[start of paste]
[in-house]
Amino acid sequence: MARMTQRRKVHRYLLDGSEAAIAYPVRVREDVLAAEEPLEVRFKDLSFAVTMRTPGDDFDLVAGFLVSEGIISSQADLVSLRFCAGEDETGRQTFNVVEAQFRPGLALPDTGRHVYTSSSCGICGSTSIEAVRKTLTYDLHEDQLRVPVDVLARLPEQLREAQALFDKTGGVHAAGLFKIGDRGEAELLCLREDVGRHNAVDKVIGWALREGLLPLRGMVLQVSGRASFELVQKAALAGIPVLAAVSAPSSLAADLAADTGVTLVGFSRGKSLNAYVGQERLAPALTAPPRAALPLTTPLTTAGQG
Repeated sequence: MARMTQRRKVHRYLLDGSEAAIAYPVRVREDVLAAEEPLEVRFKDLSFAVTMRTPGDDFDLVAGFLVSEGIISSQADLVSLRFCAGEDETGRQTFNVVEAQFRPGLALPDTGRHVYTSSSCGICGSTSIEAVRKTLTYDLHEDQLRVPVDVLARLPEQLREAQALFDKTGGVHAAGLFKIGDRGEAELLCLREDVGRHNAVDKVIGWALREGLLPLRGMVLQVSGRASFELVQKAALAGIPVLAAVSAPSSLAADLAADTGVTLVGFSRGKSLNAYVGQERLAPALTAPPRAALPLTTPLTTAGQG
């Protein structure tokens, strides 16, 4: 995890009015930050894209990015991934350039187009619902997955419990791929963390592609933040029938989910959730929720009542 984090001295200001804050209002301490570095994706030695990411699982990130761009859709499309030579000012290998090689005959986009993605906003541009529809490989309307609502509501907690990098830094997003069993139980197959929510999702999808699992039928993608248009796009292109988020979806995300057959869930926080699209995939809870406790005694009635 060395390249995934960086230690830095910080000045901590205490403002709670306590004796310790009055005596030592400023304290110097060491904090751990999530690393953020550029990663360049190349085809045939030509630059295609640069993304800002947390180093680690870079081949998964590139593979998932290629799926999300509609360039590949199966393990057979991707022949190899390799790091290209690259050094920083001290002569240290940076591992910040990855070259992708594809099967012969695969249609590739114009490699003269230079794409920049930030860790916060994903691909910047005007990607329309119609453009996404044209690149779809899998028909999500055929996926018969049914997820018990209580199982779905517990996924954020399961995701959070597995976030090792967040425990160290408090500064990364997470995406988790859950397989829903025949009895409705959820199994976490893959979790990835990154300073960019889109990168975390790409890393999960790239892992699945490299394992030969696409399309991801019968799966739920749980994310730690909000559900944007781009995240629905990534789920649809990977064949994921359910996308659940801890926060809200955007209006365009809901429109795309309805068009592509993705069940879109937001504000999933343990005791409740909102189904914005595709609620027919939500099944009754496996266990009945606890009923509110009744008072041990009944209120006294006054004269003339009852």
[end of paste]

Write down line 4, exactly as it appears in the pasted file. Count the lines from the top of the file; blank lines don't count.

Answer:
């Protein structure tokens, strides 16, 4: 995890009015930050894209990015991934350039187009619902997955419990791929963390592609933040029938989910959730929720009542 984090001295200001804050209002301490570095994706030695990411699982990130761009859709499309030579000012290998090689005959986009993605906003541009529809490989309307609502509501907690990098830094997003069993139980197959929510999702999808699992039928993608248009796009292109988020979806995300057959869930926080699209995939809870406790005694009635 060395390249995934960086230690830095910080000045901590205490403002709670306590004796310790009055005596030592400023304290110097060491904090751990999530690393953020550029990663360049190349085809045939030509630059295609640069993304800002947390180093680690870079081949998964590139593979998932290629799926999300509609360039590949199966393990057979991707022949190899390799790091290209690259050094920083001290002569240290940076591992910040990855070259992708594809099967012969695969249609590739114009490699003269230079794409920049930030860790916060994903691909910047005007990607329309119609453009996404044209690149779809899998028909999500055929996926018969049914997820018990209580199982779905517990996924954020399961995701959070597995976030090792967040425990160290408090500064990364997470995406988790859950397989829903025949009895409705959820199994976490893959979790990835990154300073960019889109990168975390790409890393999960790239892992699945490299394992030969696409399309991801019968799966739920749980994310730690909000559900944007781009995240629905990534789920649809990977064949994921359910996308659940801890926060809200955007209006365009809901429109795309309805068009592509993705069940879109937001504000999933343990005791409740909102189904914005595709609620027919939500099944009754496996266990009945606890009923509110009744008072041990009944209120006294006054004269003339009852």